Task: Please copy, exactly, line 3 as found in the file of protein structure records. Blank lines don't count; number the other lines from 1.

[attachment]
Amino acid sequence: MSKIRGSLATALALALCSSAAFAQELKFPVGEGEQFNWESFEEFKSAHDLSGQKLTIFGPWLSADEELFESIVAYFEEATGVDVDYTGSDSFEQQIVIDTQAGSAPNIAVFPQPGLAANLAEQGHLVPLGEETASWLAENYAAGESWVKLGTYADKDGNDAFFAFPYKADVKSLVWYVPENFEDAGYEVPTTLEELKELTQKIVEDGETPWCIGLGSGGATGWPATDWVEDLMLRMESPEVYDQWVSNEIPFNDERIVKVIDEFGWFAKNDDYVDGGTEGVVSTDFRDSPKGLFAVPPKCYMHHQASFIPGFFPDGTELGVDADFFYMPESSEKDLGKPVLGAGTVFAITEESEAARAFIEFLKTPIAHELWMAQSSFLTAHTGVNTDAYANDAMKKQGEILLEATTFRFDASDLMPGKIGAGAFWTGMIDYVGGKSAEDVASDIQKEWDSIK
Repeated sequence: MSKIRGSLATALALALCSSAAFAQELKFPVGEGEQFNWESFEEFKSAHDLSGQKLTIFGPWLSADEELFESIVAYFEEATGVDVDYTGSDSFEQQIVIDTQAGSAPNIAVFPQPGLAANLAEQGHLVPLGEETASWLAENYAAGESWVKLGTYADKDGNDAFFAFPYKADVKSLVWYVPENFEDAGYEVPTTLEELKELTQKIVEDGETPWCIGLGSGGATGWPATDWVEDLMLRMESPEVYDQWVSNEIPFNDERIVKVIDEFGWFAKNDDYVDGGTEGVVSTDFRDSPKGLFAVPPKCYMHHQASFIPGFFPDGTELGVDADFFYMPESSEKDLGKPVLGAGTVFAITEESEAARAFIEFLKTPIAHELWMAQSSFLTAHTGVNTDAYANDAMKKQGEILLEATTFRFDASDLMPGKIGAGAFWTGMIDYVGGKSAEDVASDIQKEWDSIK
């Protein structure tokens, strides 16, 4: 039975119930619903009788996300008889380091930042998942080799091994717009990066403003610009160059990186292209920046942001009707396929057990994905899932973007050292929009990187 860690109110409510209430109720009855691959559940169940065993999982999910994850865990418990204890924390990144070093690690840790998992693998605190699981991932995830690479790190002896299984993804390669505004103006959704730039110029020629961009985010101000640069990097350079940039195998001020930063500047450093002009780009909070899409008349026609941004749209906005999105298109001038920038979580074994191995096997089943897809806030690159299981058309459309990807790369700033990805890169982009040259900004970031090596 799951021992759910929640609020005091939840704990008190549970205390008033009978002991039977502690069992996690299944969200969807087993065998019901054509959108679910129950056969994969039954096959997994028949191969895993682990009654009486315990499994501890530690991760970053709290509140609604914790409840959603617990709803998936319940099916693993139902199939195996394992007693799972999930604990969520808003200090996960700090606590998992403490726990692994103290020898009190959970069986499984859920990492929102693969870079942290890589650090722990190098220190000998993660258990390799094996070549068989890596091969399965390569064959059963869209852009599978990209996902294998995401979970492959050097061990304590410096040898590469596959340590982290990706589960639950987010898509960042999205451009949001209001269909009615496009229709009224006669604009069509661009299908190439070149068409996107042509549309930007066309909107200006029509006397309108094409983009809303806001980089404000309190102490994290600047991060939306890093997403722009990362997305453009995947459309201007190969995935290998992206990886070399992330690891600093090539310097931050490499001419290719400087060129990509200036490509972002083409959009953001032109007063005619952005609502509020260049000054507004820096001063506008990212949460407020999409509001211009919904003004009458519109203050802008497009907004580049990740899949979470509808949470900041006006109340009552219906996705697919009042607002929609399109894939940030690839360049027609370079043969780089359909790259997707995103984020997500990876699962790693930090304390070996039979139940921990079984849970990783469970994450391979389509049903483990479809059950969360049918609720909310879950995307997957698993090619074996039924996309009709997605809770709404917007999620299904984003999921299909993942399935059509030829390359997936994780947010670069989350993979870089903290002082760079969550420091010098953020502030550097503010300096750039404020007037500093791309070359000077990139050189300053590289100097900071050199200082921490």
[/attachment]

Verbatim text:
């Protein structure tokens, strides 16, 4: 039975119930619903009788996300008889380091930042998942080799091994717009990066403003610009160059990186292209920046942001009707396929057990994905899932973007050292929009990187 860690109110409510209430109720009855691959559940169940065993999982999910994850865990418990204890924390990144070093690690840790998992693998605190699981991932995830690479790190002896299984993804390669505004103006959704730039110029020629961009985010101000640069990097350079940039195998001020930063500047450093002009780009909070899409008349026609941004749209906005999105298109001038920038979580074994191995096997089943897809806030690159299981058309459309990807790369700033990805890169982009040259900004970031090596 799951021992759910929640609020005091939840704990008190549970205390008033009978002991039977502690069992996690299944969200969807087993065998019901054509959108679910129950056969994969039954096959997994028949191969895993682990009654009486315990499994501890530690991760970053709290509140609604914790409840959603617990709803998936319940099916693993139902199939195996394992007693799972999930604990969520808003200090996960700090606590998992403490726990692994103290020898009190959970069986499984859920990492929102693969870079942290890589650090722990190098220190000998993660258990390799094996070549068989890596091969399965390569064959059963869209852009599978990209996902294998995401979970492959050097061990304590410096040898590469596959340590982290990706589960639950987010898509960042999205451009949001209001269909009615496009229709009224006669604009069509661009299908190439070149068409996107042509549309930007066309909107200006029509006397309108094409983009809303806001980089404000309190102490994290600047991060939306890093997403722009990362997305453009995947459309201007190969995935290998992206990886070399992330690891600093090539310097931050490499001419290719400087060129990509200036490509972002083409959009953001032109007063005619952005609502509020260049000054507004820096001063506008990212949460407020999409509001211009919904003004009458519109203050802008497009907004580049990740899949979470509808949470900041006006109340009552219906996705697919009042607002929609399109894939940030690839360049027609370079043969780089359909790259997707995103984020997500990876699962790693930090304390070996039979139940921990079984849970990783469970994450391979389509049903483990479809059950969360049918609720909310879950995307997957698993090619074996039924996309009709997605809770709404917007999620299904984003999921299909993942399935059509030829390359997936994780947010670069989350993979870089903290002082760079969550420091010098953020502030550097503010300096750039404020007037500093791309070359000077990139050189300053590289100097900071050199200082921490």